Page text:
Equine Metabolic Syndrome: A Horse Health Enigma

Similar to other companion animals, obesity in horses is common—it’s estimated that between 20 and 70 percent of horses are overweight. Ponies have the highest risk of becoming overweight, followed by cob-type horses.

Obesity is also one of the most prevalent health conditions in humans.; it’s associated with premature mortality, metabolic dysfunction and a myriad of health conditions. In horses, obesity-induced conditions include laminitis. Because of this, obesity is important to both human and equine medicine.

Drs. Natalie Wallis and Eleanor Raffan note that obesity regulation can be disrupted by both genetic and environmental factors. The heritability of obesity is high in humans and lab animals, with evidence showing the same in companion animals.

Laminitis is of significant concern as it is such a devastating disease. The risk factors that link obesity and laminitis are collectively called equine metabolic syndrome (EMS). EMS is defined as insulin dysregulation. Insulin resistance is common in EMS, but it’s rare for horses and ponies to actually become diabetic.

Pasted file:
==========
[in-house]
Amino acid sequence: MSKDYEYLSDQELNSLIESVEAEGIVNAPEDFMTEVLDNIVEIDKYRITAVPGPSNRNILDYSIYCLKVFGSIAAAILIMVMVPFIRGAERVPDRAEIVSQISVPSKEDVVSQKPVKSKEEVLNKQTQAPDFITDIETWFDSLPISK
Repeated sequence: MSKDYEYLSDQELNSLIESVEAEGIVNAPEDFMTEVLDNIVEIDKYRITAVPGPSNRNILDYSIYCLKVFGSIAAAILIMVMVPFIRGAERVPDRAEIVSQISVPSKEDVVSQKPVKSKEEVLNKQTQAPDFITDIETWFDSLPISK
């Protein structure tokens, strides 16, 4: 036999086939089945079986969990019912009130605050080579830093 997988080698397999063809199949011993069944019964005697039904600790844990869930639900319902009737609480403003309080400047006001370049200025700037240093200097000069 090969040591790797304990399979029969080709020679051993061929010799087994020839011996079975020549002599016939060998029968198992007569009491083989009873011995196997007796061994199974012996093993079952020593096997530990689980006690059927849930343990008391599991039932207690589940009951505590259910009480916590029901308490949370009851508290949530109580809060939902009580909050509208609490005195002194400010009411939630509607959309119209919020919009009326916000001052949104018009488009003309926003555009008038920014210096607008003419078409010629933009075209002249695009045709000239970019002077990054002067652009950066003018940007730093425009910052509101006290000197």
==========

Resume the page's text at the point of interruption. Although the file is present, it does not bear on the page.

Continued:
Add to that discovery that not all overweight equines develop EMS, and EMS doesn’t always cause laminitis. Last but not least, not all horses that have EMS are overweight. These paradoxes exist across breeds and between individuals, similar to humans, where there is variability between individuals and between ethnic groups.

The scientists concluded that obesity is a health concern of both humans and horses, and more research is needed on the molecular basis of obesity and associated metabolic conditions. They also note that veterinarians have much to learn about obesity from human genetics and laboratory animal models. They hope that by using both of these, animal studies will be fast tracked

Read the review here.

Read more at HorseTalk.

Published at Tue, 24 Nov 2020 20:04:21 +0000

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